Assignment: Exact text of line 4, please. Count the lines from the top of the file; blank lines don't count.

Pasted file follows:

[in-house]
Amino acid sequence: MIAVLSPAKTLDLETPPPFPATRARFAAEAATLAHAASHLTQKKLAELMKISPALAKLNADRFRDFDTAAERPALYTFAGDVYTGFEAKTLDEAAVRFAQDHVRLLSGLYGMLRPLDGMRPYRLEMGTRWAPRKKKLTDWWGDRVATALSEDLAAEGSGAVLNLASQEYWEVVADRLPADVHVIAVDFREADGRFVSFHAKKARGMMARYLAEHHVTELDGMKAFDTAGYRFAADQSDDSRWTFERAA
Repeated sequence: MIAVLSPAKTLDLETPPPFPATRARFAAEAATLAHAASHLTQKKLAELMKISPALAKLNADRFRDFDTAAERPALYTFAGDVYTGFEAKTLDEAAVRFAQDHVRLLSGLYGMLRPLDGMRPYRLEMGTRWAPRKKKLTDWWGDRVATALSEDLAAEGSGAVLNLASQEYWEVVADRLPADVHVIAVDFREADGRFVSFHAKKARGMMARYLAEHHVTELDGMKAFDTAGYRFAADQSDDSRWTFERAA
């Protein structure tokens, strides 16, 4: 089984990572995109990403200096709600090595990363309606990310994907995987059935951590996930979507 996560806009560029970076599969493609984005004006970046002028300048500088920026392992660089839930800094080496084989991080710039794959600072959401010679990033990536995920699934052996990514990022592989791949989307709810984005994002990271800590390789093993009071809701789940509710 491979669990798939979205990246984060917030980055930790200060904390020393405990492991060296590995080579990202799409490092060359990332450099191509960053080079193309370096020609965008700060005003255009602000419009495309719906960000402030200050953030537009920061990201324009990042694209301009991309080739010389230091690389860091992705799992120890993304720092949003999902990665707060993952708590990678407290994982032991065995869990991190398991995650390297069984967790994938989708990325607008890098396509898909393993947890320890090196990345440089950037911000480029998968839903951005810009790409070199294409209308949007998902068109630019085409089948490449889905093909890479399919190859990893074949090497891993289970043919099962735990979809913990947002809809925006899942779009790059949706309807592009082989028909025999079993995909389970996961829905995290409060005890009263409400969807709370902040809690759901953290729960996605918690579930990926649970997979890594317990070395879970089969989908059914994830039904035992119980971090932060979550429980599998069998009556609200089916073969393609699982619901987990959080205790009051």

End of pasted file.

């Protein structure tokens, strides 16, 4: 089984990572995109990403200096709600090595990363309606990310994907995987059935951590996930979507 996560806009560029970076599969493609984005004006970046002028300048500088920026392992660089839930800094080496084989991080710039794959600072959401010679990033990536995920699934052996990514990022592989791949989307709810984005994002990271800590390789093993009071809701789940509710 491979669990798939979205990246984060917030980055930790200060904390020393405990492991060296590995080579990202799409490092060359990332450099191509960053080079193309370096020609965008700060005003255009602000419009495309719906960000402030200050953030537009920061990201324009990042694209301009991309080739010389230091690389860091992705799992120890993304720092949003999902990665707060993952708590990678407290994982032991065995869990991190398991995650390297069984967790994938989708990325607008890098396509898909393993947890320890090196990345440089950037911000480029998968839903951005810009790409070199294409209308949007998902068109630019085409089948490449889905093909890479399919190859990893074949090497891993289970043919099962735990979809913990947002809809925006899942779009790059949706309807592009082989028909025999079993995909389970996961829905995290409060005890009263409400969807709370902040809690759901953290729960996605918690579930990926649970997979890594317990070395879970089969989908059914994830039904035992119980971090932060979550429980599998069998009556609200089916073969393609699982619901987990959080205790009051």